It all came together in her mind. As Helen puts it, her Big Hairy Audacious Goal (BHAG) is to bring the planet together to heal. She believes that the environment cannot be healed until the human species is healed. In part, The Alliance will draw from the UN Sustainability Development Goals but it will be more than that.
As with Spare Harvest, she aims to create a community of like-minded people. This new project is The Regenerative Alliance. A platform has started; a LinkedIn and Twitter account has just begun.
Helen believes that socially-minded companies are starved of investment because funding on offer is too full of governance, be it via governments or investors. Investment should be about intent, not about your corporate structure. Her vision is to have the biggest democratically run investment fund in the world.
The business model will be cooperative, with the members of the community owning it on a one-member, one-vote basis. Of their membership fee, half will go to operational and development costs ..The other half will be invested in individuals and enterprises focused on healing the planet.
Another arm of the Alliance will offer a regenerative certification framework that will guide and educate its members as they move towards a regenerative state. Helen believes that to work successfully towards the SDGs, be they in education or health and wellbeing, we need to view sharing resources differently. If a school in New Zealand is proving wonderfully successful, we need to share what they have found work and what doesn’t with a school somewhere else.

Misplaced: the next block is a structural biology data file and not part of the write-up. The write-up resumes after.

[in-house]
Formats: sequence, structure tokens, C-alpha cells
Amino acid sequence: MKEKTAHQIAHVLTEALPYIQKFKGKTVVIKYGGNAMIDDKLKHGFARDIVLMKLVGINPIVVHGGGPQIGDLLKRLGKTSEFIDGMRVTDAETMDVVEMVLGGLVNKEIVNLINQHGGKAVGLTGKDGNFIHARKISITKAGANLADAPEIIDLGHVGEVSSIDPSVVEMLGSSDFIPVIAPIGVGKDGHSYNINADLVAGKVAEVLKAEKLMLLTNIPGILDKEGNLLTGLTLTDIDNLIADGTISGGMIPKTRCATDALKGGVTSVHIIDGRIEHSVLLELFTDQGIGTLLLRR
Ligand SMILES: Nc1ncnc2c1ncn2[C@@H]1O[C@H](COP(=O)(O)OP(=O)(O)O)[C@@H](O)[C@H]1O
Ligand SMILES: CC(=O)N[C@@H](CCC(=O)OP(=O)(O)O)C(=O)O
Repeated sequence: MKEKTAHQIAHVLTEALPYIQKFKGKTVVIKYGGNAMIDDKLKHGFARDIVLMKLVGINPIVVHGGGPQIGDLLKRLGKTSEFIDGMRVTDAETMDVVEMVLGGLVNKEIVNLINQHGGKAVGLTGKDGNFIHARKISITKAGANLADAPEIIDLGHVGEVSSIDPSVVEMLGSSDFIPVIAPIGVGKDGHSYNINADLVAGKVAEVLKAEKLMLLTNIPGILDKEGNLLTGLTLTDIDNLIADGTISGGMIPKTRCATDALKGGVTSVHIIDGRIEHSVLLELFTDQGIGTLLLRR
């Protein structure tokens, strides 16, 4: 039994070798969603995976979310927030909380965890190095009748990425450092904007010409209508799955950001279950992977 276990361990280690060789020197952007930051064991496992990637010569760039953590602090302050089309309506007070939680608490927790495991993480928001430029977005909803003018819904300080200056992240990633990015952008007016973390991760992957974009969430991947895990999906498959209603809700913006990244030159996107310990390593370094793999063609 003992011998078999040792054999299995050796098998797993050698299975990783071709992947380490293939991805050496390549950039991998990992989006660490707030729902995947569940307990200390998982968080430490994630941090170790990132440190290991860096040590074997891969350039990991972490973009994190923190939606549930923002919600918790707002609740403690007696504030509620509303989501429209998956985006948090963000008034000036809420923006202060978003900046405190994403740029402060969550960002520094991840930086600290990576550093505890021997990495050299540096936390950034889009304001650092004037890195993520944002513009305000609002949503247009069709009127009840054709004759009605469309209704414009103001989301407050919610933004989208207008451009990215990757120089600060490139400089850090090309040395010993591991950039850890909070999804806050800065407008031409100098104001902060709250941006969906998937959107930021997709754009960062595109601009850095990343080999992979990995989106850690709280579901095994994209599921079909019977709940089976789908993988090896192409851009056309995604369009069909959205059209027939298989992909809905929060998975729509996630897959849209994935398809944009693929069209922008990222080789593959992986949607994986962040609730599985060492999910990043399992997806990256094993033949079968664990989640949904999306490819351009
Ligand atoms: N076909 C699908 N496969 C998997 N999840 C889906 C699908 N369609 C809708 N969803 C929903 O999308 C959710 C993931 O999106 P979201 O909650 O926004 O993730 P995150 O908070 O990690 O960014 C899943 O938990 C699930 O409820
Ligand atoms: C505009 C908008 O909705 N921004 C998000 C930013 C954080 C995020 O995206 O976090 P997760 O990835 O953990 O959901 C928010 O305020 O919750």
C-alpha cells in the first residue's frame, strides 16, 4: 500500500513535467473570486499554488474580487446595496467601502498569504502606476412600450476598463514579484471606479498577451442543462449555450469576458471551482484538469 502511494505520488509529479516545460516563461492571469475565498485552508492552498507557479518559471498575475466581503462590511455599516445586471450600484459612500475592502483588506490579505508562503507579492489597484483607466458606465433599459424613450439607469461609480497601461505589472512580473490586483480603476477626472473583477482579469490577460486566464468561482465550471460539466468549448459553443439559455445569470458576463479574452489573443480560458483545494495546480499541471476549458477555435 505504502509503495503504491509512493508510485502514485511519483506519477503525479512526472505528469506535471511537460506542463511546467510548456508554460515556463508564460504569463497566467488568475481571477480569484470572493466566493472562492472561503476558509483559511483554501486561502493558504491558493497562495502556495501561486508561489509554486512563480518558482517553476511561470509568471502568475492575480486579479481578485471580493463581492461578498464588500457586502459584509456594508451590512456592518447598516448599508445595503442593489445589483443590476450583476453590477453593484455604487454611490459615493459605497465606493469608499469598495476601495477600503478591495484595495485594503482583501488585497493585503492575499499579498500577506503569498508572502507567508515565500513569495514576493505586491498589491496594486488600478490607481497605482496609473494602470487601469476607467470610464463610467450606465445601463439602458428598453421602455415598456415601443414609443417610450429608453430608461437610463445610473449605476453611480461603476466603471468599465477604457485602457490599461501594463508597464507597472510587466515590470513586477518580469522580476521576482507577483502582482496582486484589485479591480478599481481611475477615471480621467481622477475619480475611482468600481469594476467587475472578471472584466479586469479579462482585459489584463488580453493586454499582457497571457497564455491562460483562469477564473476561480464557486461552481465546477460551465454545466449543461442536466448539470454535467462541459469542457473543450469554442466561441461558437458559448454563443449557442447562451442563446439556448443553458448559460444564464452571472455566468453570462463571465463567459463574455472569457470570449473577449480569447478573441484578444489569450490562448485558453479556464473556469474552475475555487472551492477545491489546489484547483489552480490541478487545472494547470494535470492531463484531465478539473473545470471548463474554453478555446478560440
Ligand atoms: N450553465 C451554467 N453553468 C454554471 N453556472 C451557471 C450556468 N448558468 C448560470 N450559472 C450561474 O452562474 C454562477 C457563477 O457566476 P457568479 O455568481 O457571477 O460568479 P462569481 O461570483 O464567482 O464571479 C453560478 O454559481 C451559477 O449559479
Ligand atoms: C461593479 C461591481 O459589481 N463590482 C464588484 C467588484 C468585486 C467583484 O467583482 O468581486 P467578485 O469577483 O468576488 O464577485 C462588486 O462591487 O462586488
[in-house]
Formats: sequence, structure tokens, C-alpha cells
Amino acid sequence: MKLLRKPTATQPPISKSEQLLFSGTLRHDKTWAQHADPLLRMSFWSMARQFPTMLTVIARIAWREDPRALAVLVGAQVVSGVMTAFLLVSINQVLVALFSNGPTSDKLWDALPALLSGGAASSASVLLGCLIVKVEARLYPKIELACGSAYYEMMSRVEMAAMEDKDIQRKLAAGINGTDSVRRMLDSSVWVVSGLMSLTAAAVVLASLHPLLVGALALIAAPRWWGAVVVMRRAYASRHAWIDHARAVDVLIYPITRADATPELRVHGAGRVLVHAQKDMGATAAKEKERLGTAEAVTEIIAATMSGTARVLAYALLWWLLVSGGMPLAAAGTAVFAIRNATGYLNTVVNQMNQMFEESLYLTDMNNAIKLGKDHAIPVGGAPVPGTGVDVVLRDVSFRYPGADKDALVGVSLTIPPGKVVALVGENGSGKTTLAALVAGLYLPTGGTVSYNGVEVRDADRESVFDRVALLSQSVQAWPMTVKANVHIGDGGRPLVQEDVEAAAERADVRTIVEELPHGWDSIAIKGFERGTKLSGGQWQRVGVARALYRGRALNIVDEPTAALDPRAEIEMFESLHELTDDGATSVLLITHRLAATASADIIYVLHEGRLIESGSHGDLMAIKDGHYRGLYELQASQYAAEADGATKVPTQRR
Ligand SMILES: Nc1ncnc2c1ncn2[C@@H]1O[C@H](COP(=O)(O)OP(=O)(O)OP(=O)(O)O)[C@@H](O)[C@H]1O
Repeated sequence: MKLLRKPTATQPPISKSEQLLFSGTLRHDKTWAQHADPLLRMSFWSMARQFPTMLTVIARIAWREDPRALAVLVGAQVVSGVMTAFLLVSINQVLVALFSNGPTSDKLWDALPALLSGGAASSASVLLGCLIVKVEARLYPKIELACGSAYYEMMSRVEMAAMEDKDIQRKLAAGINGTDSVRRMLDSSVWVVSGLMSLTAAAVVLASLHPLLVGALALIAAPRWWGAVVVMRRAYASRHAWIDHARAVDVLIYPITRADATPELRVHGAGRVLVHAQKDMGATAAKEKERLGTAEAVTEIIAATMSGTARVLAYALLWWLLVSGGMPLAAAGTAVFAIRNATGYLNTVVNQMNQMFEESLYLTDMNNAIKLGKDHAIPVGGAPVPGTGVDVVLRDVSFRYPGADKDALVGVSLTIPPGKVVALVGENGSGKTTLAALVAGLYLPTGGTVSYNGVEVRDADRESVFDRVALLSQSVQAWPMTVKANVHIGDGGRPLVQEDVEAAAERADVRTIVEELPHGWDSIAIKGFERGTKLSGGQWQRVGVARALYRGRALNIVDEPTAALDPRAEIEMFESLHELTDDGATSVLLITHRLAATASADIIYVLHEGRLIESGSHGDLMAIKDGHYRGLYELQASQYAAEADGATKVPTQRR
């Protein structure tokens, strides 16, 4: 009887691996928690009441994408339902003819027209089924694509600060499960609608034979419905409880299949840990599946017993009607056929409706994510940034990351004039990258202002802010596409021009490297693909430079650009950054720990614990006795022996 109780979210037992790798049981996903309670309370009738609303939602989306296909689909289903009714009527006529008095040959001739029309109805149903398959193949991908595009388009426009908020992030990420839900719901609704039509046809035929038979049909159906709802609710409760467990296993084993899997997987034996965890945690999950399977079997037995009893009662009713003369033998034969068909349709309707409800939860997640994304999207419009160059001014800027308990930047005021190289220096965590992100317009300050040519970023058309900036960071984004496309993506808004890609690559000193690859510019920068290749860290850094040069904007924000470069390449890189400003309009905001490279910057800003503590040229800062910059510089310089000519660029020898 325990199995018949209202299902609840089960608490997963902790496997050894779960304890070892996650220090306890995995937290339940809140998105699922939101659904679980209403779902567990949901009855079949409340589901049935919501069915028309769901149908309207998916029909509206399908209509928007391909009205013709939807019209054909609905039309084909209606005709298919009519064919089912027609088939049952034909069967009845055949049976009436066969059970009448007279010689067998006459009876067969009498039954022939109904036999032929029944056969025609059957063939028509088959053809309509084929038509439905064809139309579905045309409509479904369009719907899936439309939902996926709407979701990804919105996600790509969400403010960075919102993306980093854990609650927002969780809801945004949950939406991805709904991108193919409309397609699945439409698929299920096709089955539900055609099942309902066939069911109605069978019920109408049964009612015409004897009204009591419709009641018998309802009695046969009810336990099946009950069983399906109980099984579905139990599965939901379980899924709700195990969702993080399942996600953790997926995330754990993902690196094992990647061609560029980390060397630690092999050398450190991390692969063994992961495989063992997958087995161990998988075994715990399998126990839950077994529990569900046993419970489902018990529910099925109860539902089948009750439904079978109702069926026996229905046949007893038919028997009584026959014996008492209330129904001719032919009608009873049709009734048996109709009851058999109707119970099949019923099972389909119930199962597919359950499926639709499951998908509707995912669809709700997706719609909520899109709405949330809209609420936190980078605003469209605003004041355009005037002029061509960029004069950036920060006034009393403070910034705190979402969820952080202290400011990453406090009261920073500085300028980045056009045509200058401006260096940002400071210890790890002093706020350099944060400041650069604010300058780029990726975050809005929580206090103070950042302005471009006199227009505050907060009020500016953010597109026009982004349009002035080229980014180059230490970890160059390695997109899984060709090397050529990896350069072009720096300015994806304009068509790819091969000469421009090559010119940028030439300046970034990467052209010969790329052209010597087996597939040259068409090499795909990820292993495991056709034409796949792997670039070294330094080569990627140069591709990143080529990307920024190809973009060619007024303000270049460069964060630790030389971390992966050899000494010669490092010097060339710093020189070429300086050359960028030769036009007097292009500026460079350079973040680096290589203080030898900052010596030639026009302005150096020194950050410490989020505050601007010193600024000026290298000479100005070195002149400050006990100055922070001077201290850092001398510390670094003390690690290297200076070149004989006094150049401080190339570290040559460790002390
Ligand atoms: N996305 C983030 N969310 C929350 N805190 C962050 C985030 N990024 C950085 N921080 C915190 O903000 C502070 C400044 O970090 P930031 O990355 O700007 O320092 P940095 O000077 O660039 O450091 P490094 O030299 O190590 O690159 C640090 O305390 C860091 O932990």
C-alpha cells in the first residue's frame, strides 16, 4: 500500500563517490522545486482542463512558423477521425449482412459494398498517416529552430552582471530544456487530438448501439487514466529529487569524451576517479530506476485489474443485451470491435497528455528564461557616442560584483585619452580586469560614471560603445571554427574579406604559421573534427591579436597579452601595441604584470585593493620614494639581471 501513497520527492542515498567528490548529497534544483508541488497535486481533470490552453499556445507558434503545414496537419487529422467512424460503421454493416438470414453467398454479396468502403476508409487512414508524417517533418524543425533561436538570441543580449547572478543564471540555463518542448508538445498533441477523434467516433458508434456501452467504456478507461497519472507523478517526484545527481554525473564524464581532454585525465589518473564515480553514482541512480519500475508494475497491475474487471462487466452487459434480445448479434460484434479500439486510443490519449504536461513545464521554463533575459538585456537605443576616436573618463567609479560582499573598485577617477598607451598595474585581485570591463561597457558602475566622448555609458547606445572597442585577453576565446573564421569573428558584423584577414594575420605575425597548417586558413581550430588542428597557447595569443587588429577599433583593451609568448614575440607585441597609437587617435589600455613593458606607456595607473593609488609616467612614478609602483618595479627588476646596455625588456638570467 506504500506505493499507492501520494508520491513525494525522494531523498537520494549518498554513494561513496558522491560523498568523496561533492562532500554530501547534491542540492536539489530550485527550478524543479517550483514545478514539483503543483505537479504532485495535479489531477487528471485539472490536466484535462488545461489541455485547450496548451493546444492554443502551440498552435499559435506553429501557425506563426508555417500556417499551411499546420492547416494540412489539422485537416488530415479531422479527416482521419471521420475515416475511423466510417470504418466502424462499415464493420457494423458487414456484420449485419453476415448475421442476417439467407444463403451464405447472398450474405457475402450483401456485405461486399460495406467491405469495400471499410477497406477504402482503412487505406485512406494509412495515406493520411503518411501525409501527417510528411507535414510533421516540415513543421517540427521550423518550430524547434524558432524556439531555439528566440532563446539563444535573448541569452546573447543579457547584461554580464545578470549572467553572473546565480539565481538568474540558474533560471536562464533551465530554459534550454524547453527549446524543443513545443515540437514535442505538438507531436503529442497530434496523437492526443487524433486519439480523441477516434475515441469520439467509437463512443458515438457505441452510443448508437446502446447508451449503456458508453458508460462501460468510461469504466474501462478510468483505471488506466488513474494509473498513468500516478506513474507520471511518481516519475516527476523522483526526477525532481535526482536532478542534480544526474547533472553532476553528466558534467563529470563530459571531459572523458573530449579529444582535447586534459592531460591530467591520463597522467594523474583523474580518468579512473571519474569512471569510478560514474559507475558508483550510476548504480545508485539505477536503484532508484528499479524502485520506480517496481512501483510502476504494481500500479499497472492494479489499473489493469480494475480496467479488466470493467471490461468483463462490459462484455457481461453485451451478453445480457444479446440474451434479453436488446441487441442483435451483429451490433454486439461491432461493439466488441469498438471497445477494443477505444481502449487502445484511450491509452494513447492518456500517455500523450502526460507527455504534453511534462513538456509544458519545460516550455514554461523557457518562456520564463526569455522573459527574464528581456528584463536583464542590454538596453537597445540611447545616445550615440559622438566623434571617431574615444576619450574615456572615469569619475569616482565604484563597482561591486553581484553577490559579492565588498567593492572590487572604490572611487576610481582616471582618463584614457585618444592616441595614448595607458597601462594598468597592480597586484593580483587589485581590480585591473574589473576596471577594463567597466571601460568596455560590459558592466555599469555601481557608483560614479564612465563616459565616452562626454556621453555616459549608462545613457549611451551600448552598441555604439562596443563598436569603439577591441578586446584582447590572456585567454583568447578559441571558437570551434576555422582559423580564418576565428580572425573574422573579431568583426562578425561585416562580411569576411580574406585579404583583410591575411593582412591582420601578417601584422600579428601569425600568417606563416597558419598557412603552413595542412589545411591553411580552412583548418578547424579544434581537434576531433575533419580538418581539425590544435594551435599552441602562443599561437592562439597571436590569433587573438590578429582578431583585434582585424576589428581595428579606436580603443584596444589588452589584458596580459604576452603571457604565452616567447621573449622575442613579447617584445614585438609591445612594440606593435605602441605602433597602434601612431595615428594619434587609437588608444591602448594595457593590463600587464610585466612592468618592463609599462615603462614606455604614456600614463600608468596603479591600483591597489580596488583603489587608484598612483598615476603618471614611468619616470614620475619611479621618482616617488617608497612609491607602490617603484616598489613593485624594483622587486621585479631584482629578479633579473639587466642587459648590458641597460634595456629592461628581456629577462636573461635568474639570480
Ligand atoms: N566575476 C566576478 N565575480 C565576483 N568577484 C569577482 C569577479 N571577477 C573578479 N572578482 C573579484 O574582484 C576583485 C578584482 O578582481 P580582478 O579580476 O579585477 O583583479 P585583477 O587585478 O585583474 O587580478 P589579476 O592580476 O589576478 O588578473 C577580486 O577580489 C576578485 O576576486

Helen’s purpose is to lift people up, to help them be the best for the world, not just in the world. but the processes of doing that vary. Spare Harvest was her baby. With the Regenerative Alliance, she feels she will be standing back and letting it breathe. She sees it in terms of natural growth, a seed she has planted, for which you need the right people to germinate, and then other people to help it grow. Specific ideas can change and develop.
Helen is putting out a call to people who want to come together within the new community and regenerate and heal the planet. Those who are fully committed will become founding members of the Regenerative Alliance.
Further reading on this site that might be of interest could include the founders’ story of Pentatonic who were also early pioneers of the circular economy. If you would like to know more about being guided by your north star, it is something social entrepreneur Durell Coleman, founder of DC Design shares thoughts on within Scale for Success